First at the level of invest kb, in point A, from the point of view of the investors, they are experiencing a bullish situation, the level of investment is high and the cost of the debt is low. From the point of view of the lender, they can lend more money at lower cost since they know that the government will bail them out. For instance, the situation could be similar to the behavior of investment in the Asian 53 during the early 90s, before the Asian financial crisis 4. The average investment to GDP level was around 35% for the 5 countries and the EMBI Index was in average levels of 4%.

However, as the financial crisis struck in Asia, the EMBI shut up ten points, reaching levels of 14% by 19985, resembling the situation portrait in point B. As a result, the unsustainable level of investment resulted in non-performing loans reaching heights of 15%, and several corporations going bankrupt. Nevertheless, the economies started a deleveraging process, from point B to point C, accompanied by a contraction of investment from kb to point ko. The result was that the Asian 5 reached a sustainable level of investment ko, by dropping more than 10% of GDP in investment by 1999. Although volatile the EMBI level also decreased during the next 5 years.

The modification to the original model of Gertler and Rogoff (1990) builds a framework to understand situations such as Sudden Stops. It is particularly interesting from a perspective that it captures the multiple equilibria in the relationship between the level of investment and the cost of debt. For instance, in Figure 3, point A is a typical example of a pre-crisis exuberance of low rates and high investment, while B could portrait a Sudden Stop ala Calvo, and C the consequences. From a microeconomic perspective, the net worth of the borrower, a proxy for the credit worthiness, is a determinant of the market return for the lenders (Z) at initial levels of investment. However, there is an inflection point when the cost of debt can decay with an additional level of investment financed by extra debt, which will be shown in the next empirical section.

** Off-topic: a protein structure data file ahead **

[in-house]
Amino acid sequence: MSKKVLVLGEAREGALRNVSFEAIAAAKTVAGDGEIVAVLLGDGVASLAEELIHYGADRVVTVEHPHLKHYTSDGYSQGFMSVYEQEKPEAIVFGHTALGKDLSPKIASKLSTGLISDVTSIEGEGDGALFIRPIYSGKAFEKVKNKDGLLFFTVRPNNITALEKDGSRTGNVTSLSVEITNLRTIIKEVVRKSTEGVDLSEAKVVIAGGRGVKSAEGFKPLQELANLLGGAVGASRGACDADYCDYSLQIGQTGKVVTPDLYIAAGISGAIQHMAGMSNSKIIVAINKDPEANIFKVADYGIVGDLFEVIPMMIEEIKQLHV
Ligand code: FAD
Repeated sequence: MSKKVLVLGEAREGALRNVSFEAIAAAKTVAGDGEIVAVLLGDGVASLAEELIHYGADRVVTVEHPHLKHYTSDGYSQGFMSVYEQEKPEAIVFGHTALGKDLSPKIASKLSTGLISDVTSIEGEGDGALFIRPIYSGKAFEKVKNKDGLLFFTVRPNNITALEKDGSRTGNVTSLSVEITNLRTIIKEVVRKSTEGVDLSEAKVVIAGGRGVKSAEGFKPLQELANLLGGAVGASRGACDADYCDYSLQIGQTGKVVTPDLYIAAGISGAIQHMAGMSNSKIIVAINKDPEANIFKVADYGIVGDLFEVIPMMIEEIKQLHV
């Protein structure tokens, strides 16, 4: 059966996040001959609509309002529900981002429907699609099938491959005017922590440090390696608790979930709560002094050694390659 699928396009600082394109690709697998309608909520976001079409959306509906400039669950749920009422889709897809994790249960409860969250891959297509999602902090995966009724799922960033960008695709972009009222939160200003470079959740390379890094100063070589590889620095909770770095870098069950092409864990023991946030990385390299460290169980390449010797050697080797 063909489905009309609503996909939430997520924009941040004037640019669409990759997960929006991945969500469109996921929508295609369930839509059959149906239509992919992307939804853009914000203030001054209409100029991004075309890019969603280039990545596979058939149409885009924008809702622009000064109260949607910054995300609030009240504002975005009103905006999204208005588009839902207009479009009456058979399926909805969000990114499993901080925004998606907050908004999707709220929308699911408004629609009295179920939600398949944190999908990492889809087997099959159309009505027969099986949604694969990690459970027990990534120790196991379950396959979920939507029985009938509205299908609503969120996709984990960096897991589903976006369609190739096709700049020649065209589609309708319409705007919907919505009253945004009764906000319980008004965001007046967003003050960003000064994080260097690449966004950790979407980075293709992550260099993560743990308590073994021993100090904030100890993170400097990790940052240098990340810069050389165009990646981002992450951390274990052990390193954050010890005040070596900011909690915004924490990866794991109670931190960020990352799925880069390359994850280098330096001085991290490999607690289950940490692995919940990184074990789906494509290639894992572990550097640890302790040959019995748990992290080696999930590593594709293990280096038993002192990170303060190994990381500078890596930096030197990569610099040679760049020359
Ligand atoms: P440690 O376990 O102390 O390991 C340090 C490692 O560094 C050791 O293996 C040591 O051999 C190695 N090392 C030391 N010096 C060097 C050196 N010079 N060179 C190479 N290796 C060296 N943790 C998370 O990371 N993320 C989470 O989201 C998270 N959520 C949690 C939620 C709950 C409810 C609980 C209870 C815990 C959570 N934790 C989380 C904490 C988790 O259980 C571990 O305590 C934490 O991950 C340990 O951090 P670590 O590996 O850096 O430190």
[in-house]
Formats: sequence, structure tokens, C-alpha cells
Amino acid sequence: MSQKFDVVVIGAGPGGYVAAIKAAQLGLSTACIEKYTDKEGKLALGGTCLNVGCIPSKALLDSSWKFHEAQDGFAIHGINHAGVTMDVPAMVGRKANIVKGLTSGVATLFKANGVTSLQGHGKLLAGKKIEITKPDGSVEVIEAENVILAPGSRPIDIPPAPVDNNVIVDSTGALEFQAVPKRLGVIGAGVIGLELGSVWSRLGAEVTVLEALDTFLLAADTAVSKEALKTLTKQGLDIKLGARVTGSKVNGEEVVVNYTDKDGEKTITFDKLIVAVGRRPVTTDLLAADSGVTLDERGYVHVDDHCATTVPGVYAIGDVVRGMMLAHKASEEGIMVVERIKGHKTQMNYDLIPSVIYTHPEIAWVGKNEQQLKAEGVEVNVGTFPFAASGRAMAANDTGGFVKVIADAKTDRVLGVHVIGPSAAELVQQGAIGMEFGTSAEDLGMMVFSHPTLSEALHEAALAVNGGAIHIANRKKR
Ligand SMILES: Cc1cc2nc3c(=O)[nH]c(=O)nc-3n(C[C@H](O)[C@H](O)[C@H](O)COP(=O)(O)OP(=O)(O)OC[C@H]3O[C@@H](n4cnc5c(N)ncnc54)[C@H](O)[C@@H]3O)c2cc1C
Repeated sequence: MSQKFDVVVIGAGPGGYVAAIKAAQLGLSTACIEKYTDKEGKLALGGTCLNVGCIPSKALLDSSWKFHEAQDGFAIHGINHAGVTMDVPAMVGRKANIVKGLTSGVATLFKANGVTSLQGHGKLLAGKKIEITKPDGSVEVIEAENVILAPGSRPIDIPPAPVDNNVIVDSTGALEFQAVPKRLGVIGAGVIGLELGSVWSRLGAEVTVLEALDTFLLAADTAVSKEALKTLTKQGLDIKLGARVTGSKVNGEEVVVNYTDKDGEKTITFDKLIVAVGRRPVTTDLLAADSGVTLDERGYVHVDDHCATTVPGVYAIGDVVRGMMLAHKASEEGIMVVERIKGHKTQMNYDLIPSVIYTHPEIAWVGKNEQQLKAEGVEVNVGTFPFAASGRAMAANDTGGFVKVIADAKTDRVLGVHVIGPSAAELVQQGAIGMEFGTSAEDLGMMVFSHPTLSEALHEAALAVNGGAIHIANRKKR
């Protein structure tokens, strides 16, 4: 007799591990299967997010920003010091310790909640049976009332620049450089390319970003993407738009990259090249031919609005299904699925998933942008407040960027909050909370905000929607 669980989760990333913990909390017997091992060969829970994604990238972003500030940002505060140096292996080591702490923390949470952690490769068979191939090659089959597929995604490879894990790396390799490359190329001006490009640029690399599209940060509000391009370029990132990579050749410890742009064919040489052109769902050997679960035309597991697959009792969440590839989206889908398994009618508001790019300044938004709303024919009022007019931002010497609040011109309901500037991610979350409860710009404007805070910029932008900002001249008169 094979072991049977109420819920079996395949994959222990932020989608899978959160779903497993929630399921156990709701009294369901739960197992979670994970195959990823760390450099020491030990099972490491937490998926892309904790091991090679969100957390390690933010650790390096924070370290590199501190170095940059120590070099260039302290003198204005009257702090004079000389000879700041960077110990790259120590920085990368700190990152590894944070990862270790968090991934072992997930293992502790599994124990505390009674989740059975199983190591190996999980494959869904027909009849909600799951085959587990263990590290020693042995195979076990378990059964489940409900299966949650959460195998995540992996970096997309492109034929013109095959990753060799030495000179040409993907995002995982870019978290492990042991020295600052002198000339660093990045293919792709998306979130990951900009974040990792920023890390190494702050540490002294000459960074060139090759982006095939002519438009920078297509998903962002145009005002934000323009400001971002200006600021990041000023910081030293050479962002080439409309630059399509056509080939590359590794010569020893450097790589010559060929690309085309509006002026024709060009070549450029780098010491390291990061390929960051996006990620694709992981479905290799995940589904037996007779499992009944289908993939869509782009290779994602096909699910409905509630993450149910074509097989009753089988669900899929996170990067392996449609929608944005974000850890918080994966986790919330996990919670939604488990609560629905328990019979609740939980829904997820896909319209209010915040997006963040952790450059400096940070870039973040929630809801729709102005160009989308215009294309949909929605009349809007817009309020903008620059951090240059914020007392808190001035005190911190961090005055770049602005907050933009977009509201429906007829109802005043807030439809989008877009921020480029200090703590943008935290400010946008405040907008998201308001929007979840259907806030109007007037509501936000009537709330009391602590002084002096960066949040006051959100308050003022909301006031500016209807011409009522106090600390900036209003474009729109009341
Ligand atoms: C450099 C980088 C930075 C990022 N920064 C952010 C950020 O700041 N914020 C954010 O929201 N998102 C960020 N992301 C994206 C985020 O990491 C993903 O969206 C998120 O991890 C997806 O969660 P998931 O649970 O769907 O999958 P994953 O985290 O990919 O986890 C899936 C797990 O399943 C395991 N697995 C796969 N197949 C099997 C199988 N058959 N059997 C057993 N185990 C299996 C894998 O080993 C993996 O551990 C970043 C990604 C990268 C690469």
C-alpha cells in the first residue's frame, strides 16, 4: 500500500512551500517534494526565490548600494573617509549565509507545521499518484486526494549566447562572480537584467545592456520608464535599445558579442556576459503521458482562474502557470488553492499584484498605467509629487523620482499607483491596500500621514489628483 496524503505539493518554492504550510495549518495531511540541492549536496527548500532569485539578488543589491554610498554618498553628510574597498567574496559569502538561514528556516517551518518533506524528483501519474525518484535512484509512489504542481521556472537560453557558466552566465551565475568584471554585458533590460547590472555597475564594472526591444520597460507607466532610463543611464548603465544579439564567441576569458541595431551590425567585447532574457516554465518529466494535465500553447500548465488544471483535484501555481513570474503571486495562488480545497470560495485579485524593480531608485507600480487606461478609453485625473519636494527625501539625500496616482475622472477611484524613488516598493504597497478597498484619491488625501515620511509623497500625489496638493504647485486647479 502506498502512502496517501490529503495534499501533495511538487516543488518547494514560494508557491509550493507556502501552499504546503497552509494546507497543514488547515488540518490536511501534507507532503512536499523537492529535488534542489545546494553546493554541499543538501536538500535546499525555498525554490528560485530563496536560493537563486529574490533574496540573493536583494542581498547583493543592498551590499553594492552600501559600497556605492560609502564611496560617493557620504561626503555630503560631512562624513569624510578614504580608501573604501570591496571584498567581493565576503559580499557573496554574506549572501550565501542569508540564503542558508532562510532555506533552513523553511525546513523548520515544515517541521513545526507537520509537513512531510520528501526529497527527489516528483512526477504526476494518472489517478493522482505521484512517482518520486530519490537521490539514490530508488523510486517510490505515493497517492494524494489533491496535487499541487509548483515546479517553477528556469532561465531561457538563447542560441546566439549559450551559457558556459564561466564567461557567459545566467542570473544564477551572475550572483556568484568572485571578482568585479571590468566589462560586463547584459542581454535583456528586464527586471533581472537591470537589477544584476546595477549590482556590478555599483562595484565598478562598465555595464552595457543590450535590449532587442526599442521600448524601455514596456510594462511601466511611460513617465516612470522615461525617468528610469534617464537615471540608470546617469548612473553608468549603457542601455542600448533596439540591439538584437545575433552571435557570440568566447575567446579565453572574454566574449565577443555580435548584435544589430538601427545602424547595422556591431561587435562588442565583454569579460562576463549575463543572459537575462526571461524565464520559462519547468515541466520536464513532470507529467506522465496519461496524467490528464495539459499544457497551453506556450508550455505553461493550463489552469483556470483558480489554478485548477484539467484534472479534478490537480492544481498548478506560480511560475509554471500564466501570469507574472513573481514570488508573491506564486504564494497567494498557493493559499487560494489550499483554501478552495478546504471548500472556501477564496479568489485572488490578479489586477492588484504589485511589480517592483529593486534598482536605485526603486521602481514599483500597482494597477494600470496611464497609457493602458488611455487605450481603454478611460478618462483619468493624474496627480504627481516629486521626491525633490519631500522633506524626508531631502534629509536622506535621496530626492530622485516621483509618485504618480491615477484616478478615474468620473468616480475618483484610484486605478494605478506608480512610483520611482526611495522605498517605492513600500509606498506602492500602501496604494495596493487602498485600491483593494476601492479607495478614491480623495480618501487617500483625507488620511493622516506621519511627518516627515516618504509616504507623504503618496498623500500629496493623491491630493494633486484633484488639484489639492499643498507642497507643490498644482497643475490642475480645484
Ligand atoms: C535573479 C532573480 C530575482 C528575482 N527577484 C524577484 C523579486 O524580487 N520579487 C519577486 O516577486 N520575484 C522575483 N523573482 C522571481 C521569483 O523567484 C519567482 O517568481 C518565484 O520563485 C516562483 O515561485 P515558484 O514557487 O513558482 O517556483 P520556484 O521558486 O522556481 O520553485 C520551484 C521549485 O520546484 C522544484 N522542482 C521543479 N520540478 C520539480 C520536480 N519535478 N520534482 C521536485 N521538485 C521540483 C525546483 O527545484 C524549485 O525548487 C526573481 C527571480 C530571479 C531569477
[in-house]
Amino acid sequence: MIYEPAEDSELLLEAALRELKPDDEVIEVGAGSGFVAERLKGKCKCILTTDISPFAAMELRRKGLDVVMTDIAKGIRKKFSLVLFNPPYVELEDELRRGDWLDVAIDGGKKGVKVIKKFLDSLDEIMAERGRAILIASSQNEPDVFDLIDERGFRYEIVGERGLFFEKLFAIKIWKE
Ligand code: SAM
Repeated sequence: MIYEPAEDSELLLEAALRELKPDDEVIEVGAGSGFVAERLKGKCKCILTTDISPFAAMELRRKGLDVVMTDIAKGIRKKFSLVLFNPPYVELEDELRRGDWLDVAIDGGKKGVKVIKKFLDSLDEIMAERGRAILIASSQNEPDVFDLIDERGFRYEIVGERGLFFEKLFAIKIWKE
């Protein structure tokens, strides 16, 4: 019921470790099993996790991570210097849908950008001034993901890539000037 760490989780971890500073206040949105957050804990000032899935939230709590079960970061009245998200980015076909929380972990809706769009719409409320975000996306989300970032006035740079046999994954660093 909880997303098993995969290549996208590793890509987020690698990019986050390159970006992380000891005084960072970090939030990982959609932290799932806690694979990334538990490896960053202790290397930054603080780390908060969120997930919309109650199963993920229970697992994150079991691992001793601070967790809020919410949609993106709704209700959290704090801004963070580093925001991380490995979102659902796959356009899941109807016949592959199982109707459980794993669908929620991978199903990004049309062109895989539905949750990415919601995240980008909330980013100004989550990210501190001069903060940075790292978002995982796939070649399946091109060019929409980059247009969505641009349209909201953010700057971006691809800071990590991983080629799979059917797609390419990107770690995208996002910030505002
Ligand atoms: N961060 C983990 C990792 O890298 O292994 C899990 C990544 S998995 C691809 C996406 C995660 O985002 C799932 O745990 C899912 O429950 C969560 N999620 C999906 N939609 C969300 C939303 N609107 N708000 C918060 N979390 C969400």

Although there are many reasons behind cycles, one possible explanation is the amplification that the longer finance cycle puts to economic cycles as claimed by Borio (2012). Nonetheless, that is outside the focus of the paper and further studies should try to incorporate the boom-bust story of emerging markets.